No one was every arrested or charged with the fire.
In terms of the activists in Lee there were a three households that were really important in the struggle for votes in Lee – the Townsends who lived at 27 Murillo Road on what was then referred to as The Firs estate. One of the sisters, Caroline Townsend was covered in a post in early 2018.
The second was 62 Manor Park – this was home to the Leighs – John, a Canadian, and Eda an American had 4 daughters and a son, the adult daughters in the 1911 census included Cornelia, 20, and Gladys, 18. One of these two, probably Cornelia, generally known as ‘Nellie’, organised the sale of ‘The Suffragette’ (15) and its earlier incarnation, ‘Votes for Women’ (16) in Lewisham for much of the time it was produced, it isn’t totally clear though as she was just referred to a ‘Miss Leigh’ – however, ‘Nellie’ appeared in a photograph of branch activists in 1913. It was presumably Nellie who organised jumble sale collections too (17). Nellie was to live in Lewisham until her death in 1977, Gladys died in Sussex the year before. There was presumably at least tactic support for the cause of women’s suffrage from John and Eda, as the house was used for displaying the new Lewisham banner in July 1913 (18). Saturday rallies were held there too from the spring of 1913 (19).
It is possible that Eda Leigh was a regular speaker in the early days of the campaign – a Mrs Leigh is frequently mentioned giving speeches in the area – including one in Catford in August 1910 (20). However, the speaker is much more likely to be Mary Leigh. A ‘Mrs Leigh’ was also involved in the day to day activity in the branch; she was more likely to have been Eda from Manor Park rather than Mary though.
The other family was the Llewhellin’s of 114 Burnt Ash Hill, above, a house probably built by John Pound. The parents were Arthur Jones Llewhellin, the mother was Sarah Jane (nee Thomas) – both were from Pembroke Dock in south west Wales, where they married in 1873. Arthur worked for the Inland Revenue and the family moved around a lot with children being born in Dublin, the Potteries, Malvern, Greenwich and Lewisham (Olive). In terms of the local WSPU branch both Sarah and more particularly Olive were active members. Sarah was widowed in 1906 and living on her own means in the 1911 census. Sarah was mentioned several time in ‘The Suffragette’ for donations, producing food for sale and catering, including for the Annual Branch meeting in 1912 (21).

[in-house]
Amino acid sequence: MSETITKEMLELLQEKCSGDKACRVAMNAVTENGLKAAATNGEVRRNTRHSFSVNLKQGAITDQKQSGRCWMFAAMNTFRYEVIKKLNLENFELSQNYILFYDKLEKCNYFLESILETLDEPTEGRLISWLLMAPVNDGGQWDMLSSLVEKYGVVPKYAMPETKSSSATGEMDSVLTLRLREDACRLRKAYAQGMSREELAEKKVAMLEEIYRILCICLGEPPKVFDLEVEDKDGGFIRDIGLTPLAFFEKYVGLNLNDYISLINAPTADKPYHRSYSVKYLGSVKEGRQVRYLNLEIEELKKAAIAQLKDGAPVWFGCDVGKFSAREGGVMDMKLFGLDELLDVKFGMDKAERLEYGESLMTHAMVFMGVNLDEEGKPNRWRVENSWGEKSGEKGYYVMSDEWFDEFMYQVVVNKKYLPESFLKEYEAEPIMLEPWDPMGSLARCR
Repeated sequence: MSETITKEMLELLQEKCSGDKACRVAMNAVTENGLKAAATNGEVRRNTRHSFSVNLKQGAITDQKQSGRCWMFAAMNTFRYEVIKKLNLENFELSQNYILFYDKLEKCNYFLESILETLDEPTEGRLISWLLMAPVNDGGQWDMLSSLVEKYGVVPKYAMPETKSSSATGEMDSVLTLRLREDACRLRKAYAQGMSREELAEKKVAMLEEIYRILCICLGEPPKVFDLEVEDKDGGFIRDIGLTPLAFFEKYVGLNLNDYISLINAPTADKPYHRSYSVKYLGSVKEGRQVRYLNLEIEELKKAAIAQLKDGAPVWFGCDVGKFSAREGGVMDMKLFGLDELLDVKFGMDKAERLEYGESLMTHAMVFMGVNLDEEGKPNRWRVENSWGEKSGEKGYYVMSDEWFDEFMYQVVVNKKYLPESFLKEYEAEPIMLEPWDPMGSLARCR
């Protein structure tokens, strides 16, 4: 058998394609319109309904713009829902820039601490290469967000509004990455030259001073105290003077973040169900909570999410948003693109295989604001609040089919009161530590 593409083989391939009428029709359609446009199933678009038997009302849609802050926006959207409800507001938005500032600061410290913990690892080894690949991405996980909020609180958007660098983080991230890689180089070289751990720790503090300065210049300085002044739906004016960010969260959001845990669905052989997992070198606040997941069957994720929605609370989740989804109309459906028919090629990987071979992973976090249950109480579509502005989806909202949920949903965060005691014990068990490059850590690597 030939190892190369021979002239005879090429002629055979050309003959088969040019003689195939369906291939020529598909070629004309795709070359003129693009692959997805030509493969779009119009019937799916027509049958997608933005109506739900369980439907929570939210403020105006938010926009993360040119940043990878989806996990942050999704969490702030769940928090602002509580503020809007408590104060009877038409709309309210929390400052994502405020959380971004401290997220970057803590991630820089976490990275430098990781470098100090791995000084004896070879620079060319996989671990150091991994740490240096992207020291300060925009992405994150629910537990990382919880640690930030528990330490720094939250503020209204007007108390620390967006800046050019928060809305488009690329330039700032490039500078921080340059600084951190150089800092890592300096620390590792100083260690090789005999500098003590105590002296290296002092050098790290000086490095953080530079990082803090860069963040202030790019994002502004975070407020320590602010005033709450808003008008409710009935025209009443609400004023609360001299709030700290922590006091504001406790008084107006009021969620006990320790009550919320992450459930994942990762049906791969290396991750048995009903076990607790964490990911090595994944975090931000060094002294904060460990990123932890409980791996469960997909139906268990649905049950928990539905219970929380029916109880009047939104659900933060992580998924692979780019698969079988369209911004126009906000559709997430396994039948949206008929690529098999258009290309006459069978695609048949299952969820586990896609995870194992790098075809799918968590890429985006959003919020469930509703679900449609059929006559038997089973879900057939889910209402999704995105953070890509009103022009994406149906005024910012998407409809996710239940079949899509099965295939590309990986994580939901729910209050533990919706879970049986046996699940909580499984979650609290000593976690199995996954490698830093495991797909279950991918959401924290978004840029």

Olive was one of many suffragettes who refused to register in the 1911 census. Olive’s activity was a mixture of militancy and organisation. She was arrested twice – the first time was with Clara Lambert in late January 1913 after smashing the windows of the Hamburg American Line in Cockspur Street off Trafalgar Square. While Olive was remanded in custody, unlike Clara, she was later discharged (22).
She was also arrested as part of protest by the Cymric Suffrage Union, which she was also a member of, due to her Welsh ancestry, when Lloyd George refused to see a deputation (23).
Olive was the driving force behind the Lewisham WSPU banner, above, (24) – she had designed a well-received poster for the office window in 1912 (25). This seems to have led to her designing the banner (26) and being in charge of the fundraising for it (27). She is pictured bottom right below, with Caroline Townsend to the left; above her to the left is Clara Lambert and a Miss Warwick to the right (28).
Olive was Branch Treasurer from early 1913 (29) and briefly acted as Branch Secretary in mid-1913 (30). She was an occasional speaker at public meetings held most Sunday evenings at 7:00 in Lewisham Market – such as on Sunday 21 September when she spoke with Eugenia Bouvier (31).
Olive became a teacher, registering in 1927, when she was living in Stockwell. She was living in Poole in Dorset in 1939, she later returned to London –she died in Wandsworth in 1972.
- Votes for Women 30 July 1908
- Picture copyright is held by the Museum of London, but use is allowed for non-commercial research purposes such as Running Past.
- Votes for Women 14 October 1910
- The Suffragette 27 December 1912
- Lewisham Borough News 3 January 1913
- The Suffragette 31 October 1913
- The Suffragette 4 January 1914
- Lewisham Borough News 1 August 1913
- Map on a creative commons via the National Library of Scotland
- The Times 26 January 1914
- Daily Herald 26 January 1914
- The Suffragette 30 January 1914
- Blackheath Gazette 28 April 1893
- The Suffragette 12 September 1913
- Votes for Women 15 July 1910
- The Suffragette 12 September 1913
- The Suffragette 4 July 1913
- The Suffragette April 11 1913
- Votes for Women 26 August 1910
- The Suffragette 25 October 1912
- 31 January 1913 The Suffragette
- The Suffragette 13 October 1913
- The banner is part of the collection of the Museum of London, as is the photograph who allow its use for non-commercial research such as this.
- The Suffragette 25 October 1912
- The Suffragette 4 July 1913
- The Suffragette 20 December 1912
- The photograph of the Lewisham Banner is part of the collection of the Museum of London (on a creative commons)
- The Suffragette 24 January 1913
- The Suffragette 1 August 1913
- The Suffragette 19 September 1913
Census and related data comes from Find My Past
Thank you to the always helpful Julie Robinson at Lewisham Archives in terms of press cuttings held there from Lewisham Borough News